As the international community watches the conflict escalate between the United States and Iran, an unexpected secondary effect has occurred in that both Iran and Syria have had access blocked to the online game League of Legends, developed by Riot Games.
Within the esports industry, this appears to be a first of its kind. Generally, when such conflicts arise, there are sanctions put forth on physical goods and on the acts of buying and selling from embargoed nations. Tariffs and threats of military conflict are often the norm, whereas the blocking of civilian access to video games is somewhat new.
Developer Riot Games is based in the United States, though the game League of Legends is one that is played internationally, and the move feels out of place. Hopefully, the act does not set forth a new precedence for future conflicts between countries, where it is only consumers and players who lose out in these political conflicts.
What is interesting in this case is that the game is free, and so in theory, the only parts of the game that need to be shut down in League of Legends are the microtransactions, which form part of the commercial trade that the sanctions aim to limit.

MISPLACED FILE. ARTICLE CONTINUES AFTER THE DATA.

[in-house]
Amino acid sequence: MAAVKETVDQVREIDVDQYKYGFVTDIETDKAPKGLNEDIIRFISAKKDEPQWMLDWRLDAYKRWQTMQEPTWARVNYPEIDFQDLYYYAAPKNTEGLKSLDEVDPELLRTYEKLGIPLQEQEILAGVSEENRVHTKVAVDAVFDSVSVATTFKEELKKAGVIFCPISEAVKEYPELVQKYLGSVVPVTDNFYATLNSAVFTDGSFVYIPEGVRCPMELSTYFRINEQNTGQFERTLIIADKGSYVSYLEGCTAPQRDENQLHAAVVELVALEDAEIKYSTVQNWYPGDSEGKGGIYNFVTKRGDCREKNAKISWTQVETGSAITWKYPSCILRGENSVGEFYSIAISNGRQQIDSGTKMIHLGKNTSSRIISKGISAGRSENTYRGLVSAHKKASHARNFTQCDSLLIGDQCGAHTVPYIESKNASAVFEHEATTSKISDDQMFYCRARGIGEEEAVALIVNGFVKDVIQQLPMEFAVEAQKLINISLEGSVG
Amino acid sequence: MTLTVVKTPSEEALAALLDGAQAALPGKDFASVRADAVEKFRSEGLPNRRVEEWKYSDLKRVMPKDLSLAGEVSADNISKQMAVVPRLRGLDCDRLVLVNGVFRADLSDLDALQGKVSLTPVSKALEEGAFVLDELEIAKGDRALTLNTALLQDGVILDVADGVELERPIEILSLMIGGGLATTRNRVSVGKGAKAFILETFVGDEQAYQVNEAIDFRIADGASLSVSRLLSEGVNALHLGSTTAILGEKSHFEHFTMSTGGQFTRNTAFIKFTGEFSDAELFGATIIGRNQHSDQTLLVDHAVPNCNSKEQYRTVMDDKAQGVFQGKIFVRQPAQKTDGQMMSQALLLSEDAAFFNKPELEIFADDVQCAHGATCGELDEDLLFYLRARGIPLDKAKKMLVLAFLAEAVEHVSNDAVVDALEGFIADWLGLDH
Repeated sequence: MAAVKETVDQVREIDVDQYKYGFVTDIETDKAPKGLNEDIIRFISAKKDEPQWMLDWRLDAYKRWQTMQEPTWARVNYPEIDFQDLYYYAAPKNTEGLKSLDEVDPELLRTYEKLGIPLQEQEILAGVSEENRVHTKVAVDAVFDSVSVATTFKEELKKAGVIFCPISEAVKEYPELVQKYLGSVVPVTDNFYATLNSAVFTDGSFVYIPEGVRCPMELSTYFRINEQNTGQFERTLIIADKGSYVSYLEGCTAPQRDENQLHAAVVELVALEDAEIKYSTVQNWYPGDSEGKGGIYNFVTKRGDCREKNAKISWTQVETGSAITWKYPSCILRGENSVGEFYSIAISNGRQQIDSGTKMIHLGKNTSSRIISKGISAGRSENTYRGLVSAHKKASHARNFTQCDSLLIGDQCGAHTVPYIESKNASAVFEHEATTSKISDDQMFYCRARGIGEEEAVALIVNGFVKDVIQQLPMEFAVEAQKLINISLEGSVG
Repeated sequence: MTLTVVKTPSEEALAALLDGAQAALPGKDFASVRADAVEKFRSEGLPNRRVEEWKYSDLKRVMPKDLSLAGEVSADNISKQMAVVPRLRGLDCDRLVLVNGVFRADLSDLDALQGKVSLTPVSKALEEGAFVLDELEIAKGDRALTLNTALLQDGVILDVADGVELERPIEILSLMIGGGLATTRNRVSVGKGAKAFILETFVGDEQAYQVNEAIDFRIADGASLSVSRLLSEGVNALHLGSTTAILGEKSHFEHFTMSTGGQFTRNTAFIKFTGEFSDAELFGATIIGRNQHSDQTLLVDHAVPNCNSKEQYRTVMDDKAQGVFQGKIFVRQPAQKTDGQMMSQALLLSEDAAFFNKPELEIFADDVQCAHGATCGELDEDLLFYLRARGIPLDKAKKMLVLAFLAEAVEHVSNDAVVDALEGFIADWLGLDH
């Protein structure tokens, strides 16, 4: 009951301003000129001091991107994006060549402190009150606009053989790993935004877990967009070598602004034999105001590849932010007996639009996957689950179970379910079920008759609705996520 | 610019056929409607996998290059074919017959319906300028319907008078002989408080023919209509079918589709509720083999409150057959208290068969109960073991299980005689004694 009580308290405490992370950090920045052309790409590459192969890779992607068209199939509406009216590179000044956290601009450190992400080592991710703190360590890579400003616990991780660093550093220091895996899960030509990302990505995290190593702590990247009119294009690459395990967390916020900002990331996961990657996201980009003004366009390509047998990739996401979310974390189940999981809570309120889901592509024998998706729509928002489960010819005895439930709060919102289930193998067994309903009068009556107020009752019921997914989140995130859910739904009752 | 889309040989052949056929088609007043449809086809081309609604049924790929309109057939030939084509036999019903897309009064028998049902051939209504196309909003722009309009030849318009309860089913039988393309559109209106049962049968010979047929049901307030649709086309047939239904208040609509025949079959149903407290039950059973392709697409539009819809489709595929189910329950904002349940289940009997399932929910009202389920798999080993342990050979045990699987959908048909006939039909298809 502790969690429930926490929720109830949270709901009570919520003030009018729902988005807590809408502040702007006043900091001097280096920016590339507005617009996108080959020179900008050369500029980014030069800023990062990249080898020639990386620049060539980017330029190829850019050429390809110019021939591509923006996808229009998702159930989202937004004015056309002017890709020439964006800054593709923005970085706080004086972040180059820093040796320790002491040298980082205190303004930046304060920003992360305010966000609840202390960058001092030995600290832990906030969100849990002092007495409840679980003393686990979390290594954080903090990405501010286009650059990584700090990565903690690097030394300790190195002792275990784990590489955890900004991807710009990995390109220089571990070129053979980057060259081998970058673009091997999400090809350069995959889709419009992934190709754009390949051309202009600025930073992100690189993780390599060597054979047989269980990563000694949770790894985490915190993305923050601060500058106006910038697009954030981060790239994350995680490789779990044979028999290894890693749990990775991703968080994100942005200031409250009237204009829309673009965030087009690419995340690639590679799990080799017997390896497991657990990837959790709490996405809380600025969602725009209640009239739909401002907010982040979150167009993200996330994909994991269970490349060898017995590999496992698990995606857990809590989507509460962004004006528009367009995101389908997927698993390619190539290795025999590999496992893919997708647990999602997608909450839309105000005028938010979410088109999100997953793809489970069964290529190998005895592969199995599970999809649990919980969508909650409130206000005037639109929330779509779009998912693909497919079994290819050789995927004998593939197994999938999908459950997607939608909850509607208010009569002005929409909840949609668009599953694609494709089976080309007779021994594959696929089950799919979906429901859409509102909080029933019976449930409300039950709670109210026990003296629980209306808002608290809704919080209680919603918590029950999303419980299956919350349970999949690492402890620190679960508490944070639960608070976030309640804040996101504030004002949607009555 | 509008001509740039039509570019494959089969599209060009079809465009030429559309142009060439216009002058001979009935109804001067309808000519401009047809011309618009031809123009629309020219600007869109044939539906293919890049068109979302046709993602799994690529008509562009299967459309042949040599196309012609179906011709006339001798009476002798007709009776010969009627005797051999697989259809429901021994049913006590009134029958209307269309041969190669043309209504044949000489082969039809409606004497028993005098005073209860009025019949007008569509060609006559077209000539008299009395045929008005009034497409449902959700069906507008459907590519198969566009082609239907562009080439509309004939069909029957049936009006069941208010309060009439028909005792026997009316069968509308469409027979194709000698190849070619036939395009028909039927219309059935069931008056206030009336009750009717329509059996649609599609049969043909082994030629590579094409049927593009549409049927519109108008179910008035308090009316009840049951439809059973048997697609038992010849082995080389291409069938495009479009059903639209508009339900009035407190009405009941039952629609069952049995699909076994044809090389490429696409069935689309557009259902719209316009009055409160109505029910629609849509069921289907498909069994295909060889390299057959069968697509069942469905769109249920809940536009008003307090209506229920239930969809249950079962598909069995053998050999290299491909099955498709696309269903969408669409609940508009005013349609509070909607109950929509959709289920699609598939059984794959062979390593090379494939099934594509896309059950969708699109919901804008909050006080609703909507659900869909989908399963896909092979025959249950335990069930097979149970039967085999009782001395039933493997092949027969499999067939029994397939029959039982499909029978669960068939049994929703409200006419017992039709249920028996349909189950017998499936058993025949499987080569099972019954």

One must wonder if Riot has reached out in some way to offer this temporary measure so that its players may not be affected. Then again, they may simply not be in any position to be offering such accommodations in a time of political tension, as the entire block may simply be part of sending a message.
Of course, just because something is blocked in a region does not mean that players have no means to access it. VPN's have long allowed individuals to access digital content that is region-locked and can also be used for playing League of Legends.
Unfortunately, the result from this method is a laggy game with a ping that makes the game all but unplayable at competitive levels. In addition, VPN's can be quite expensive, and many players may simply consider the cost too great to continue playing their games.
For now, players in these regions are stuck in indefinite limbo. Whereas they may have had active accounts for the better part of a decade, now they must wait to see if they will have access restored at some point in the near future.